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Minor Feelings: An Asian American Reckoning (Hardcover)
A ruthlessly honest, emotionally charged, and utterly original exploration of Asian American consciousness and the struggle to be human
“Brilliant . . . To read this book is to become more human.”—Claudia Rankine, author of Citizen
Poet and essayist Cathy Park Hong fearlessly and provocatively blends memoir, cultural criticism, and history to expose fresh truths about racialized consciousness in America. Part memoir and part cultural criticism, this collection is vulnerable, humorous, and provocative—and its relentless and riveting pursuit of vital questions around family and friendship, art and politics, identity and individuality, will change the way you think about our world.
Binding these essays together is Hong’s theory of “minor feelings.” As the daughter of Korean immigrants, Cathy Park Hong grew up steeped in shame, suspicion, and melancholy. She would later understand that these “minor feelings” occur when American optimism contradicts your own reality—when you believe the lies you’re told about your own racial identity. Minor feelings are not small, they’re dissonant—and in their tension Hong finds the key to the questions that haunt her.
With sly humor and a poet’s searching mind, Hong uses her own story as a portal into a deeper examination of racial consciousness in America today. This intimate and devastating book traces her relationship to the English language, to shame and depression, to poetry and female friendship. A radically honest work of art, Minor Feelings forms a portrait of one Asian American psyche—and of a writer’s search to both uncover and speak the truth.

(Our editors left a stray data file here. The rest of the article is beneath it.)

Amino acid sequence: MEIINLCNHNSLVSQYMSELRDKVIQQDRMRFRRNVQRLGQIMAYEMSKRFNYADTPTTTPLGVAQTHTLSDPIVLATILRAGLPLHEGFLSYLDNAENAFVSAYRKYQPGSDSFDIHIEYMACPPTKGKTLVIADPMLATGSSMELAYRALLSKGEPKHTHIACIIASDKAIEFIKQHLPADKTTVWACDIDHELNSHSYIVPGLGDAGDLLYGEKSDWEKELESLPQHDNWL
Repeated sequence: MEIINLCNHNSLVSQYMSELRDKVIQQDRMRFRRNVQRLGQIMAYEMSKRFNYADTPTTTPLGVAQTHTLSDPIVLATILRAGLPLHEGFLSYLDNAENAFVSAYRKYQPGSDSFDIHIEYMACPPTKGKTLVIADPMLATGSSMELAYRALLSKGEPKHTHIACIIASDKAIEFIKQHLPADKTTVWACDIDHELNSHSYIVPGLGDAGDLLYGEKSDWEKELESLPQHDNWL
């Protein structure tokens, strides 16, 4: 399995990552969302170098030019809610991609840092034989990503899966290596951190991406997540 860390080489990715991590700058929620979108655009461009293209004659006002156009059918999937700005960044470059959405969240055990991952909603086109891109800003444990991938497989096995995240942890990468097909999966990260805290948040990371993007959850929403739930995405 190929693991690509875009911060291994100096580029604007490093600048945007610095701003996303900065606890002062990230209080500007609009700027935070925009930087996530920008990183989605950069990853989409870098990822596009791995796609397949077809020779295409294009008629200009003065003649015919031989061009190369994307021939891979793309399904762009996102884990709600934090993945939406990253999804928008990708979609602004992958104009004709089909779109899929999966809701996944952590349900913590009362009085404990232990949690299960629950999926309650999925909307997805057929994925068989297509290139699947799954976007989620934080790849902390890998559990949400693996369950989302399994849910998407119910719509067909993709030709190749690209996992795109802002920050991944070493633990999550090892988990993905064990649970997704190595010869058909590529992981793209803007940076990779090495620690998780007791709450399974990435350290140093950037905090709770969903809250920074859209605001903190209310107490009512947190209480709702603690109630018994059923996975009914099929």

Praise for Minor Feelings
“Hong begins her new book of essays with a bang. . . .The essays wander a variegated terrain of memoir, criticism and polemic, oscillating between smooth proclamations of certainty and twitches of self-doubt. . . . Minor Feelings is studded with moments [of] candor and dark humor shot through with glittering self-awareness.”—The New York Times
“Hong uses her own experiences as a jumping off point to examine race and emotion in the United States.”—Newsweek (40 Must-Read Fiction and Nonfiction Books to Savor This Spring)
“Powerful . . . [Hong] brings together memoiristic personal essay and reflection, historical accounts and modern reporting, and other works of art and writing, in order to amplify a multitude of voices and capture Asian America as a collection of contradictions. She does so with sharp wit and radical transparency.”—Salon
About the Author
Cathy Park Hong is the author of three poetry collections including Dance Dance Revolution, chosen by Adrienne Rich for the Barnard Women Poets Prize, and Engine Empire. Hong is a recipient of the Windham-Campbell Literature Prize, a Guggenheim Fellowship, and a National Endowment for the Arts Fellowship. Her poems have been published in Poetry, The New York Times, The Paris Review, McSweeney’s, Boston Review, and other journals. She is the poetry editor of The New Republic and full professor at the Rutgers University–Newark MFA program in poetry.